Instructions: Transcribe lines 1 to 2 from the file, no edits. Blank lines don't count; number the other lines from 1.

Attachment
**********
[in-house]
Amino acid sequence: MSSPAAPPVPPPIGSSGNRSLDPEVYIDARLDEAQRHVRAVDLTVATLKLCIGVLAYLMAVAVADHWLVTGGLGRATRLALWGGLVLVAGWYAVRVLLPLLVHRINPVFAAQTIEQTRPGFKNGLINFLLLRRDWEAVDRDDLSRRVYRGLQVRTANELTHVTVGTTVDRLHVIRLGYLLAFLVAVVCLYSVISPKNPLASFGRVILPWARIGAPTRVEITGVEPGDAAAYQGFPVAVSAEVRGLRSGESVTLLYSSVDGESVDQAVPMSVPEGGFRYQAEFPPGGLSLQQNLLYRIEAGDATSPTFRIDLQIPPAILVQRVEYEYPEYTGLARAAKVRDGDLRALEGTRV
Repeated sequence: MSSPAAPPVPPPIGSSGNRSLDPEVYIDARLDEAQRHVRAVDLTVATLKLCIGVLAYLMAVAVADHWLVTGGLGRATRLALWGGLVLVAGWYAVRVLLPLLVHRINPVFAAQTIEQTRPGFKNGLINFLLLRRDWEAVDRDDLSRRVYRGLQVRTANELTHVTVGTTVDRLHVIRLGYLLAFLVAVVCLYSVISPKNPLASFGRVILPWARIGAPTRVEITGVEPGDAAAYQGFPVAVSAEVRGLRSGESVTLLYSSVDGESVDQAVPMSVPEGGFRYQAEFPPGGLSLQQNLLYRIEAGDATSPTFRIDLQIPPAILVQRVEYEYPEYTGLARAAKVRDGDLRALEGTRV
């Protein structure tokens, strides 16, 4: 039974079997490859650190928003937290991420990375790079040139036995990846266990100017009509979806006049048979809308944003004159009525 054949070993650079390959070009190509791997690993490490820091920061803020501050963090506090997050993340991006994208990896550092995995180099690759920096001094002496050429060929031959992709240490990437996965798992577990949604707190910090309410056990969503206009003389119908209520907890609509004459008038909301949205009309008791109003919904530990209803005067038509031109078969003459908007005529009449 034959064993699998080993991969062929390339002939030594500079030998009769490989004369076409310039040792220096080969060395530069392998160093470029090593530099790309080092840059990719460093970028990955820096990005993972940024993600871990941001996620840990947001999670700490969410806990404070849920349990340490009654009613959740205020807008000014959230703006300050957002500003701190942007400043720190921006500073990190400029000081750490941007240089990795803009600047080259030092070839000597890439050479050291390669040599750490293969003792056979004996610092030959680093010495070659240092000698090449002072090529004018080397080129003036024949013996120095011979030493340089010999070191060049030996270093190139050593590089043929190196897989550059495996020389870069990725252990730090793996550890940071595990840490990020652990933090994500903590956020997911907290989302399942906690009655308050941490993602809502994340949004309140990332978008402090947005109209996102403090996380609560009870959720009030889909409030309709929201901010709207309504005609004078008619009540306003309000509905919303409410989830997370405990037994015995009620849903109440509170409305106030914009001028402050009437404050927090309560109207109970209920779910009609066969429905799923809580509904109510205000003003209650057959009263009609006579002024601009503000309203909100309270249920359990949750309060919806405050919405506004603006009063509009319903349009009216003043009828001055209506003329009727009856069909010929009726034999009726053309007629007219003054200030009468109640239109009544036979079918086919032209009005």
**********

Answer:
[in-house]
Amino acid sequence: MSSPAAPPVPPPIGSSGNRSLDPEVYIDARLDEAQRHVRAVDLTVATLKLCIGVLAYLMAVAVADHWLVTGGLGRATRLALWGGLVLVAGWYAVRVLLPLLVHRINPVFAAQTIEQTRPGFKNGLINFLLLRRDWEAVDRDDLSRRVYRGLQVRTANELTHVTVGTTVDRLHVIRLGYLLAFLVAVVCLYSVISPKNPLASFGRVILPWARIGAPTRVEITGVEPGDAAAYQGFPVAVSAEVRGLRSGESVTLLYSSVDGESVDQAVPMSVPEGGFRYQAEFPPGGLSLQQNLLYRIEAGDATSPTFRIDLQIPPAILVQRVEYEYPEYTGLARAAKVRDGDLRALEGTRV